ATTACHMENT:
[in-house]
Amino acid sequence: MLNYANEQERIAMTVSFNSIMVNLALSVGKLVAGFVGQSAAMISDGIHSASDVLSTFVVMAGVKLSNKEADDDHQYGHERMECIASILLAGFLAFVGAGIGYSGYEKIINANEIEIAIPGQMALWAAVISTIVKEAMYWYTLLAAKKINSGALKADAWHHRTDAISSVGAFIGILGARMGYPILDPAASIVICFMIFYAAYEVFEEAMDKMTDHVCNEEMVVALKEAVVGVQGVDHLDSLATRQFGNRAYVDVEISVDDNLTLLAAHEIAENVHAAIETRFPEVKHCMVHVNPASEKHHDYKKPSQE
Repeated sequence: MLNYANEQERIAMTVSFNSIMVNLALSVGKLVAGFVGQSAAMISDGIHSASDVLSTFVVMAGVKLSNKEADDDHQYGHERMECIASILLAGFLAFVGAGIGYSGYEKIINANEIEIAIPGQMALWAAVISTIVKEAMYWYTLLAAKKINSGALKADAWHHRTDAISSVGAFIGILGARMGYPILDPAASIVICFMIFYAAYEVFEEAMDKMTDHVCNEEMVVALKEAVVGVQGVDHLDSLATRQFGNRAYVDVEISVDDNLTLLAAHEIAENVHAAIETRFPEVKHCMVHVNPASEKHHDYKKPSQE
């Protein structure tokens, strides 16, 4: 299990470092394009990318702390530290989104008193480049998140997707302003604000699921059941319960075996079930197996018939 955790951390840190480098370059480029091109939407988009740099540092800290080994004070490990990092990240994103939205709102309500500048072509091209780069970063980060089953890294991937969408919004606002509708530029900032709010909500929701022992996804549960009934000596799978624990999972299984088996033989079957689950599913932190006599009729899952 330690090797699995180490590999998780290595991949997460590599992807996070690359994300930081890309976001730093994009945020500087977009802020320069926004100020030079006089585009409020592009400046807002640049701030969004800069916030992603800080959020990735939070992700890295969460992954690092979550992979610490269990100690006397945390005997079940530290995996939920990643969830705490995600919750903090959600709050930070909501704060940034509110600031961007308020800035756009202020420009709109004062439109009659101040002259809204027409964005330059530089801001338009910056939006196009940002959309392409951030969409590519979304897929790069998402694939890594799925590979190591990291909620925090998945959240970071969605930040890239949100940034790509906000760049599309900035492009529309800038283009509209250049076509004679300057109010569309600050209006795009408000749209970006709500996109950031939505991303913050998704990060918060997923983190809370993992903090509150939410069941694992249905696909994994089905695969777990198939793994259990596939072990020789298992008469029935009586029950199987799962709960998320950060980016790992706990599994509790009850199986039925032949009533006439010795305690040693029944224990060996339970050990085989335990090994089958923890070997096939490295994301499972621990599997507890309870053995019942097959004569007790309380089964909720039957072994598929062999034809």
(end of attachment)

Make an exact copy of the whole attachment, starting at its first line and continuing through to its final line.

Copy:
[in-house]
Amino acid sequence: MLNYANEQERIAMTVSFNSIMVNLALSVGKLVAGFVGQSAAMISDGIHSASDVLSTFVVMAGVKLSNKEADDDHQYGHERMECIASILLAGFLAFVGAGIGYSGYEKIINANEIEIAIPGQMALWAAVISTIVKEAMYWYTLLAAKKINSGALKADAWHHRTDAISSVGAFIGILGARMGYPILDPAASIVICFMIFYAAYEVFEEAMDKMTDHVCNEEMVVALKEAVVGVQGVDHLDSLATRQFGNRAYVDVEISVDDNLTLLAAHEIAENVHAAIETRFPEVKHCMVHVNPASEKHHDYKKPSQE
Repeated sequence: MLNYANEQERIAMTVSFNSIMVNLALSVGKLVAGFVGQSAAMISDGIHSASDVLSTFVVMAGVKLSNKEADDDHQYGHERMECIASILLAGFLAFVGAGIGYSGYEKIINANEIEIAIPGQMALWAAVISTIVKEAMYWYTLLAAKKINSGALKADAWHHRTDAISSVGAFIGILGARMGYPILDPAASIVICFMIFYAAYEVFEEAMDKMTDHVCNEEMVVALKEAVVGVQGVDHLDSLATRQFGNRAYVDVEISVDDNLTLLAAHEIAENVHAAIETRFPEVKHCMVHVNPASEKHHDYKKPSQE
């Protein structure tokens, strides 16, 4: 299990470092394009990318702390530290989104008193480049998140997707302003604000699921059941319960075996079930197996018939 955790951390840190480098370059480029091109939407988009740099540092800290080994004070490990990092990240994103939205709102309500500048072509091209780069970063980060089953890294991937969408919004606002509708530029900032709010909500929701022992996804549960009934000596799978624990999972299984088996033989079957689950599913932190006599009729899952 330690090797699995180490590999998780290595991949997460590599992807996070690359994300930081890309976001730093994009945020500087977009802020320069926004100020030079006089585009409020592009400046807002640049701030969004800069916030992603800080959020990735939070992700890295969460992954690092979550992979610490269990100690006397945390005997079940530290995996939920990643969830705490995600919750903090959600709050930070909501704060940034509110600031961007308020800035756009202020420009709109004062439109009659101040002259809204027409964005330059530089801001338009910056939006196009940002959309392409951030969409590519979304897929790069998402694939890594799925590979190591990291909620925090998945959240970071969605930040890239949100940034790509906000760049599309900035492009529309800038283009509209250049076509004679300057109010569309600050209006795009408000749209970006709500996109950031939505991303913050998704990060918060997923983190809370993992903090509150939410069941694992249905696909994994089905695969777990198939793994259990596939072990020789298992008469029935009586029950199987799962709960998320950060980016790992706990599994509790009850199986039925032949009533006439010795305690040693029944224990060996339970050990085989335990090994089958923890070997096939490295994301499972621990599997507890309870053995019942097959004569007790309380089964909720039957072994598929062999034809």